selective focus of child holding empty drinking glass

What can I do about


in my drinking water?

Treating PFAS Contamination in Groundwater

You’ve certainly heard the growing concern about PFAS in the state’s drinking water. PFAS, or per- and polyfluoroalkyl substances, are a class of long-lasting chemicals that have raised significant health and environmental concerns in recent years.

Here’s what you need to know:

Widespread Use

PFAS are found in many consumer, commercial, and industrial products. They are used in fabrics, carpeting, and other items with stain- and grease-proof coatings. Due to their persistence in the environment, PFAS are present in water, air, fish, soil, and even our blood.

Health Risks

Scientific studies have linked exposure to some PFAS to harmful health effects in both humans and animals. These effects include:

  • High Blood Pressure
  • Elevated Cholesterol Levels
  • Kidney and Testicular Cancer
  • Impaired Vaccine Response
  • Liver Dysfunction
  • Blood Pressure Changes
  • Increased Cancer Risk

Forever Chemicals

PFAS are often referred to as “forever chemicals” because they break down very slowly over time. Their persistence makes them challenging to manage.

Although studies generally show a low risk of PFAS in groundwater, wells near areas where PFAS were historically used—like airports, fire training zones, landfills, manufacturing hubs, and biosolid application sites—face higher susceptibility.

At U.S. Water, we offer a wide range of home water filtration solutions to suit your specific needs:

Whole-House Filtration: Install a comprehensive system that filters all the water entering your home. Say goodbye to contaminants in your drinking water, bathing water, and even the water you use for laundry and dishes.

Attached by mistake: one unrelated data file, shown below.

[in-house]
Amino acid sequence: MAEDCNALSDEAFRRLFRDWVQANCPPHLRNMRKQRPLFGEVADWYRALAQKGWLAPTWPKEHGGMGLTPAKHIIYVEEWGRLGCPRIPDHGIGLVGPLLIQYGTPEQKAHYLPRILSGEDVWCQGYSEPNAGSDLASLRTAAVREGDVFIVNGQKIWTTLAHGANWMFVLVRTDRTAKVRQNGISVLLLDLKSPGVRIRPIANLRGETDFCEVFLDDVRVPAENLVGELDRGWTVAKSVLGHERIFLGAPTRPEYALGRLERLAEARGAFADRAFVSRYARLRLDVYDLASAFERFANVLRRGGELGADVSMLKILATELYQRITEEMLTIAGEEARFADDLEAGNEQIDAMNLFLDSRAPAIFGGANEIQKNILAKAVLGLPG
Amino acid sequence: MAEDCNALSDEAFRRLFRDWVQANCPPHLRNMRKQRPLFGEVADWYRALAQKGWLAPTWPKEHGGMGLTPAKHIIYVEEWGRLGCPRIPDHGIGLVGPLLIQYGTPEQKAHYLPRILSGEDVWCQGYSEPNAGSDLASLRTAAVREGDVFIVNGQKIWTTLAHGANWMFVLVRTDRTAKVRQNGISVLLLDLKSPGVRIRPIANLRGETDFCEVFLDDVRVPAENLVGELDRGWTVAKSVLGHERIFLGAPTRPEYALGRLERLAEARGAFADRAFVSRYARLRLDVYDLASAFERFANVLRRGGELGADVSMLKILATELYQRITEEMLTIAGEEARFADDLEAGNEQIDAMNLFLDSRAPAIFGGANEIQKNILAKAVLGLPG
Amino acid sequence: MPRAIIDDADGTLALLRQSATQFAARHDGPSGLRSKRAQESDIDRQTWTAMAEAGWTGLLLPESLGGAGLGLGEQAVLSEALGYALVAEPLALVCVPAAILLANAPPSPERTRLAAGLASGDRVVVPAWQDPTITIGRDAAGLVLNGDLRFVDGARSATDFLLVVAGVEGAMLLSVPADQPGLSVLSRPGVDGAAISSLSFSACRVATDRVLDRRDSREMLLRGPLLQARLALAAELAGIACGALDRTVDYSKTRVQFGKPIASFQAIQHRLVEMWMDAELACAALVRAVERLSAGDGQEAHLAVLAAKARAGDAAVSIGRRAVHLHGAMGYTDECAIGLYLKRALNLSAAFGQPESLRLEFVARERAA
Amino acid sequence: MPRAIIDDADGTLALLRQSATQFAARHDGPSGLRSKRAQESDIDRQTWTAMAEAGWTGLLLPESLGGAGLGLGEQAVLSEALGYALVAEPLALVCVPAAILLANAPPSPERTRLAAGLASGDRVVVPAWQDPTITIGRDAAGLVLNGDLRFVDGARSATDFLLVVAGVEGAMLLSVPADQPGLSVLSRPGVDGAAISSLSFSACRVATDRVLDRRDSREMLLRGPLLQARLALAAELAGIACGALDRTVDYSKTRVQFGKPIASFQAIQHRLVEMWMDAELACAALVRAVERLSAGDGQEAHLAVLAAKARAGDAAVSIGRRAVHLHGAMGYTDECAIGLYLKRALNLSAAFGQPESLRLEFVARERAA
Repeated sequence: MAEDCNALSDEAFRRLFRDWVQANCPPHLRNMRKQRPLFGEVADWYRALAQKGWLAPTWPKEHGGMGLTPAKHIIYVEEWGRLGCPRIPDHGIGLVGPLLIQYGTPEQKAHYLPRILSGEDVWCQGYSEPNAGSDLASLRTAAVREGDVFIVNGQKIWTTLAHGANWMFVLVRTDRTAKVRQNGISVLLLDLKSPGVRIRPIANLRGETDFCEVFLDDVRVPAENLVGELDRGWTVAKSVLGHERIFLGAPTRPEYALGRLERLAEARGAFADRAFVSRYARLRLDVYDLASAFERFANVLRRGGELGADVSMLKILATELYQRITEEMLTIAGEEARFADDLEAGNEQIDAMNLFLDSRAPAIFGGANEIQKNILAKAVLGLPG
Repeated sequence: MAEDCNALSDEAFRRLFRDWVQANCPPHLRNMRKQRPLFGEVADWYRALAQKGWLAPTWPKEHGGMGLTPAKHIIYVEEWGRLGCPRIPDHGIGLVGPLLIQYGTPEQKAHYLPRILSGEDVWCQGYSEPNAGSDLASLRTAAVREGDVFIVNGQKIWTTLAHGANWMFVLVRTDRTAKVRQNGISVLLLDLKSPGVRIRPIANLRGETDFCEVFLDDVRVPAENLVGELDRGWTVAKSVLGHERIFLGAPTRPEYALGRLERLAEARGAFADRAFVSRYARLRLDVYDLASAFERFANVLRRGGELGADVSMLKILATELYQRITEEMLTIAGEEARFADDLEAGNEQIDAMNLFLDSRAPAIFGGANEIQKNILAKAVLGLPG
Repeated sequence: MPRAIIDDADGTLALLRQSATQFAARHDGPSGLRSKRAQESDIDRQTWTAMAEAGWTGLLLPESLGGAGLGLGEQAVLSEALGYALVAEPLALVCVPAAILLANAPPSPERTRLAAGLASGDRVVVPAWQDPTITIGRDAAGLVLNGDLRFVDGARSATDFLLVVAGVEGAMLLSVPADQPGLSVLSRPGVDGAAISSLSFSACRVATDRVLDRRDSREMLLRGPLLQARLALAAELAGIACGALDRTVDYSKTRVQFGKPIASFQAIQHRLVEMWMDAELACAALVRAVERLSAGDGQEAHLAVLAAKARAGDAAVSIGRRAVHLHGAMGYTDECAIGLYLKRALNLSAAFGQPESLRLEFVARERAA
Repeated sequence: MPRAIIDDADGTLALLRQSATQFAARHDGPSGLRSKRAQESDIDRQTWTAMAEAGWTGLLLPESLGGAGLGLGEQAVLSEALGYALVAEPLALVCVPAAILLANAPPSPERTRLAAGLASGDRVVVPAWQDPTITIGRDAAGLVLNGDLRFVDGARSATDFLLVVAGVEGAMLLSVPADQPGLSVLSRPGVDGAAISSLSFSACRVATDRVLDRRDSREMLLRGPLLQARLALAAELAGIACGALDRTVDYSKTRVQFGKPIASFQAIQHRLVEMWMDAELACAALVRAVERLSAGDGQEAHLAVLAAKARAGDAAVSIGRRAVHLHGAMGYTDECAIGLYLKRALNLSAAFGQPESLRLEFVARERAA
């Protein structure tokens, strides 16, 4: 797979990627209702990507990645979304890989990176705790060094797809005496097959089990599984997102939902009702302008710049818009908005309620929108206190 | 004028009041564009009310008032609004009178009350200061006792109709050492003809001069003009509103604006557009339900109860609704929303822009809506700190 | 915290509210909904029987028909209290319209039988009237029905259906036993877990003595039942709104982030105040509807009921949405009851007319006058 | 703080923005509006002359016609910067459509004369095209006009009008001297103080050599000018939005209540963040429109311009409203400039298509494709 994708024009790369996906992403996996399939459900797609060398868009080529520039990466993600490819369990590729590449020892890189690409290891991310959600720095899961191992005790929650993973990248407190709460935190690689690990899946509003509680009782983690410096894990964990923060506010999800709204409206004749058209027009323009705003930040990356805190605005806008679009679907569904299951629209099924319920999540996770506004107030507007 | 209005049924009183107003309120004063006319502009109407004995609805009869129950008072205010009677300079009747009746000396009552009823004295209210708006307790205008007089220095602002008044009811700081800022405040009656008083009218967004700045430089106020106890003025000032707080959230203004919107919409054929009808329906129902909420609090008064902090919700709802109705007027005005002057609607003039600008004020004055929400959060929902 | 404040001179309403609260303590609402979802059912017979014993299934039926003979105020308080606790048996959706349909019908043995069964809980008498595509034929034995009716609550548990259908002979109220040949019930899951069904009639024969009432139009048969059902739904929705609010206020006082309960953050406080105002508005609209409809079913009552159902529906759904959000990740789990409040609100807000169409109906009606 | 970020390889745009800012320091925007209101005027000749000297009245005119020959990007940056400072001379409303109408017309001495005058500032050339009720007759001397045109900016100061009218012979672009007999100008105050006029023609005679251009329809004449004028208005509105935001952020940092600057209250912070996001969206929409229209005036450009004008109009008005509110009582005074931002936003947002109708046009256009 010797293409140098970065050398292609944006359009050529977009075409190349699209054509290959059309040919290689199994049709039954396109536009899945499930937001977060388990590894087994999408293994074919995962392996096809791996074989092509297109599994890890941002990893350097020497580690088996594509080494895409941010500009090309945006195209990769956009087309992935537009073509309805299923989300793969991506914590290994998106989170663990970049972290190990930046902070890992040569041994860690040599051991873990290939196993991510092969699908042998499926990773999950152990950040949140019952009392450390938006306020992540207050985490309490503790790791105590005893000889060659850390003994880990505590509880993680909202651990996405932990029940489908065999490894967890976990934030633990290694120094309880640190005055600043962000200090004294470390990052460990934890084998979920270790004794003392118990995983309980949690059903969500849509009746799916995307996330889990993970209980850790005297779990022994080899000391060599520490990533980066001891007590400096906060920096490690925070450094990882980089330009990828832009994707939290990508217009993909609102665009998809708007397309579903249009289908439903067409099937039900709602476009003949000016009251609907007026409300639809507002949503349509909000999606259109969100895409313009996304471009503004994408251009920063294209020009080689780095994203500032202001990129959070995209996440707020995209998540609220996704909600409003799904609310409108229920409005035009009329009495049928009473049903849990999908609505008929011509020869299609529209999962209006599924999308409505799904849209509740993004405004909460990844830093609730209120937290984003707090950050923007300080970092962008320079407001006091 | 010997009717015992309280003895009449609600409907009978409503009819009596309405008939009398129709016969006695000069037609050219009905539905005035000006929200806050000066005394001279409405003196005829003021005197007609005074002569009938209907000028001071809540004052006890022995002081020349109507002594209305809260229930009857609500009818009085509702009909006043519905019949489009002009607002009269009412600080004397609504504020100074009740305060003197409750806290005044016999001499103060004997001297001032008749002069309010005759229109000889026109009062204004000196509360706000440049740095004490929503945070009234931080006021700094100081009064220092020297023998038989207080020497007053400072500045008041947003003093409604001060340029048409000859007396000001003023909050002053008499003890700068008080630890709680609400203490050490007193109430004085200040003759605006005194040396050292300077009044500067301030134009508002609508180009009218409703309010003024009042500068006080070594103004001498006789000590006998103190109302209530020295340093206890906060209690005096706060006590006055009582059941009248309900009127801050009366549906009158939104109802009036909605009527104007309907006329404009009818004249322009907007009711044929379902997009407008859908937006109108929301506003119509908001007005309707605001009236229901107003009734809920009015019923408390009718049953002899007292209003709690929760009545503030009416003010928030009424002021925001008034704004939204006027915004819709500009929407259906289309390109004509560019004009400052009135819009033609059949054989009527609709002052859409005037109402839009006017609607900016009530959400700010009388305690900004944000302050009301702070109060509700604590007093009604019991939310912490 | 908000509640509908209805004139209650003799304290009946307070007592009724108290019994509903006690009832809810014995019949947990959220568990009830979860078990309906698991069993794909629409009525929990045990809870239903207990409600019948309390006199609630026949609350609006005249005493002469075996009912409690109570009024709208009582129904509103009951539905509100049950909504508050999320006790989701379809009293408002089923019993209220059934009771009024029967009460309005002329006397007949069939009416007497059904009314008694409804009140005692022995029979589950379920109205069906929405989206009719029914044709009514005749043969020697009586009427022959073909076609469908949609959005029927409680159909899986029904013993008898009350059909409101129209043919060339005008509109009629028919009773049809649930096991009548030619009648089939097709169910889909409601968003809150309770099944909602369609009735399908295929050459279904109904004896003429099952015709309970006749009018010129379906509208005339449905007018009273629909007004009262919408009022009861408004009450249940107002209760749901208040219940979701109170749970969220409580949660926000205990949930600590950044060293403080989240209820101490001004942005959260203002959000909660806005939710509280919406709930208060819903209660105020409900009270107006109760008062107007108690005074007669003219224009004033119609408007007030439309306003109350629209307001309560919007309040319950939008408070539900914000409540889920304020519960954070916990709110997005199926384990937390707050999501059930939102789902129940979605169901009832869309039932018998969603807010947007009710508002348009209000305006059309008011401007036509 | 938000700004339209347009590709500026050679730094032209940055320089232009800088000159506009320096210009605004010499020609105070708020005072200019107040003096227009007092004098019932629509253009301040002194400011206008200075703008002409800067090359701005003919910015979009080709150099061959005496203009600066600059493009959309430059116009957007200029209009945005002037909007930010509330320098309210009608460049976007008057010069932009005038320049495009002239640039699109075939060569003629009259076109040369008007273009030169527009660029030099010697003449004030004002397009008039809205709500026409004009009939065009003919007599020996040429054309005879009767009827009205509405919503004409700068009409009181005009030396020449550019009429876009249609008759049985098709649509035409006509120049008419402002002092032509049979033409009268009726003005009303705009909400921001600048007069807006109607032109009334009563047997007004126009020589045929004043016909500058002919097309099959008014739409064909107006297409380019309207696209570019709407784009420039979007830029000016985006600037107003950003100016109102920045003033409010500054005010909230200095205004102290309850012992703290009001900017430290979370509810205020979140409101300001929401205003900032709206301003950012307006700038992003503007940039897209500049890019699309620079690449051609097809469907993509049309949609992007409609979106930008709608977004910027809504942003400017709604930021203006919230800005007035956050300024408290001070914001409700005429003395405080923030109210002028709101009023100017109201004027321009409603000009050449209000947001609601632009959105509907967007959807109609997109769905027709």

Under-Sink Filtration: Enjoy purified water directly from your kitchen faucet. Our under-sink systems are convenient, space-saving, and highly effective.

Defending Your Water: Comprehensive PFAS Water Testing and Treatment Solutions

Given the intricate nature of PFAS testing requiring specialized instruments and methods, the cost for testing is higher than for most other contaminants. Collecting the water sample demands careful adherence to detailed instructions and the use of specialized containers provided by the laboratory.

Combatting PFAS with Home Treatment Systems

Numerous water treatment devices effectively purge PFAS from water sources. Since consuming water is the primary source of PFAS exposure, installing small point-of-use (POU) treatment systems on a single faucet can significantly diminish PFAS intake. These systems—such as reverse osmosis (RO) and granular carbon filtration (GAC)—prove to be efficient solutions.

For broader protection, larger point-of-entry (POE) water treatment systems serve the entire household’s water supply. These encompass anion exchange units (similar to water softeners), larger GAC filters, or whole-house RO units.

Water Filtration Solutions:


Reverse Osmosis

For a cost-effective, under-the-sink treatment system, reverse osmosis systems are highly effective in filtering out PFAS and a wide variety of other contaminants. 


Ion Exchange Resins

These resins can selectively remove PFAS from water by exchanging ions. They are effective for removing both PFOA and PFOS for an entire home or business.

cat carbon

Activated Carbon Treatment

Activated carbon provides a large surface area for contaminants like PFAS to adsorb. Systems can effectively treat the entire home.

FAQs on PFAS Testing

DIY test strips DO NOT accurately detect PFAS. Specialized equipment is necessary for precise detection due to the chemicals’ sensitivity.

In addition, some substances in water can interfere with PFAS detection. 

While at-home sample kits are available, the accuracy of these may vary widely depending on the sample collecting circumstances and other substances in your water.

For the most reliable results, utilize a state-certified laboratory using EPA-approved testing methods. Certified labs remain the gold standard for accurate PFAS level assessment in drinking water.

Be sure to flush pipes before sampling in order to remove stagnant water.

Avoid overfilling containers.

Use clean, uncontaminated containers provided by the testing company to prevent any alterations in results.